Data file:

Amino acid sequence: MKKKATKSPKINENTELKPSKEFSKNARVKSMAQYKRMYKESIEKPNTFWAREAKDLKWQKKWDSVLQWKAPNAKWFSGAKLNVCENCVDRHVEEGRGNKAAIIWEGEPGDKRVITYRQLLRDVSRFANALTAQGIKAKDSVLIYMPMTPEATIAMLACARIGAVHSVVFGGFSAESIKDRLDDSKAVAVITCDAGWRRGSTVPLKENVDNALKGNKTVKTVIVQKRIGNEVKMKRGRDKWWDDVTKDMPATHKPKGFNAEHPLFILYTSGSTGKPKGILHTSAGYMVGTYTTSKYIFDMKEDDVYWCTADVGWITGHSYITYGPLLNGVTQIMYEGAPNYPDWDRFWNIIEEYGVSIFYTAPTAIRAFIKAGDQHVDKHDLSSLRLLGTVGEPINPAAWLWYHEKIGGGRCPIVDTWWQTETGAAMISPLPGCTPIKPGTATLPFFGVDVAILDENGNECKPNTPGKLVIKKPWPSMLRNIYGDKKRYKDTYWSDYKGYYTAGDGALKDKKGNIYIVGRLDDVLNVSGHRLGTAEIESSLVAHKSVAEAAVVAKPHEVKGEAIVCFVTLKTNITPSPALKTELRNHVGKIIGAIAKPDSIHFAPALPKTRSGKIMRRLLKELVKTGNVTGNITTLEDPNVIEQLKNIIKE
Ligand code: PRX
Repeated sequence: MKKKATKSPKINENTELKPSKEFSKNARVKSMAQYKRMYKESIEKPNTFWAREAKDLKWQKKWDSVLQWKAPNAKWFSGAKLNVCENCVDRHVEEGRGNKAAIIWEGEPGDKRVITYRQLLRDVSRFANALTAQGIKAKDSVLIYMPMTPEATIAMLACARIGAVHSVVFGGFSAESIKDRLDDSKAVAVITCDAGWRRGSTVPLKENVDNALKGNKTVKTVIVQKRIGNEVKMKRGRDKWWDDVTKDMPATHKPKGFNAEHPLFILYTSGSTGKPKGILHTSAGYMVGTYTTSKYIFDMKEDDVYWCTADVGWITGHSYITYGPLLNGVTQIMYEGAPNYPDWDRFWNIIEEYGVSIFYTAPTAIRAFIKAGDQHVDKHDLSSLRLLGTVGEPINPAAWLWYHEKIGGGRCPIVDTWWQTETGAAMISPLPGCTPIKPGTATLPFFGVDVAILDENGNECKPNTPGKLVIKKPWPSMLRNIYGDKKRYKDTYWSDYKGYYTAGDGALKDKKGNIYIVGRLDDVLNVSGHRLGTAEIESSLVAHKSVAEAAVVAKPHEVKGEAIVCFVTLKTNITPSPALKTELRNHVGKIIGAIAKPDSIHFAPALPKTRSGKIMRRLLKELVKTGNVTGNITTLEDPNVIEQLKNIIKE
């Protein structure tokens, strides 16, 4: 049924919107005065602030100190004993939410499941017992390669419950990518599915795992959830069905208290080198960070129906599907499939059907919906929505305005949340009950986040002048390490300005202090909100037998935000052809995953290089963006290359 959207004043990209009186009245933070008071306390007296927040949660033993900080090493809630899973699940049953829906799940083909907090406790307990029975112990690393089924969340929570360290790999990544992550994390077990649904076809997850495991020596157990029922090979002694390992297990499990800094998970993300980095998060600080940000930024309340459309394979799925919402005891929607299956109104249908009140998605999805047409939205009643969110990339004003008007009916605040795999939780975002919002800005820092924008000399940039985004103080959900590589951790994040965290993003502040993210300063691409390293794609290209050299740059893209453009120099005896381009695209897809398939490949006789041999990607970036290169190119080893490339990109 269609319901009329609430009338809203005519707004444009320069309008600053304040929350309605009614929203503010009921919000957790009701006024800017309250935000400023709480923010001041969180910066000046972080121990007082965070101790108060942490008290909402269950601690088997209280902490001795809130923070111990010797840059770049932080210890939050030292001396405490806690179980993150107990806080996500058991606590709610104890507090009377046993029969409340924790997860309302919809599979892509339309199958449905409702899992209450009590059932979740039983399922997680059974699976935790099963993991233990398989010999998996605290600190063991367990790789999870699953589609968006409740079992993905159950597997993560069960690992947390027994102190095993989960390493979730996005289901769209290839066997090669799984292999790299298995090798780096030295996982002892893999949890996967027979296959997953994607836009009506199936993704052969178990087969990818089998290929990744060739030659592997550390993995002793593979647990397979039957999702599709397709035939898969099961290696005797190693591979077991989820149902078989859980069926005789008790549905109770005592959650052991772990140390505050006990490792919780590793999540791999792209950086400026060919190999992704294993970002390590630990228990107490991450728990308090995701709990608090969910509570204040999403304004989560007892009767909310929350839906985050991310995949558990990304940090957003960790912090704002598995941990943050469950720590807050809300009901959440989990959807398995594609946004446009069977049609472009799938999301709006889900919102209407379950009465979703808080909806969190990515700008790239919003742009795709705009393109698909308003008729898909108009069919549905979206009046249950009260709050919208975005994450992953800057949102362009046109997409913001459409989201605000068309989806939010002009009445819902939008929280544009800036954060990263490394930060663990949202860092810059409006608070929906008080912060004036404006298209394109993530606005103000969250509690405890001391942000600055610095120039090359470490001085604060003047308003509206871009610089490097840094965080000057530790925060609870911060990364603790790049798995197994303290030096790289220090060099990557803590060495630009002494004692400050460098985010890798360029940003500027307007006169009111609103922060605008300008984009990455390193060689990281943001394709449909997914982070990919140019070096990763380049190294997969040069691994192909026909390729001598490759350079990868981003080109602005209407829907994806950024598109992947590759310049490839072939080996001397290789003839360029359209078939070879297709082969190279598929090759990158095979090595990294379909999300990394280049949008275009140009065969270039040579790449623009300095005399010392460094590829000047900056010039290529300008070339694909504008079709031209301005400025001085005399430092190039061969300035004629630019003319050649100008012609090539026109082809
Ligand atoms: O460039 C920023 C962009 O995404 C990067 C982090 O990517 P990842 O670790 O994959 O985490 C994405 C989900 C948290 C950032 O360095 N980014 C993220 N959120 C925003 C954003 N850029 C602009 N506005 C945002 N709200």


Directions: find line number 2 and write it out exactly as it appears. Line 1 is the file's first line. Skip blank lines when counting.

Ligand code: PRX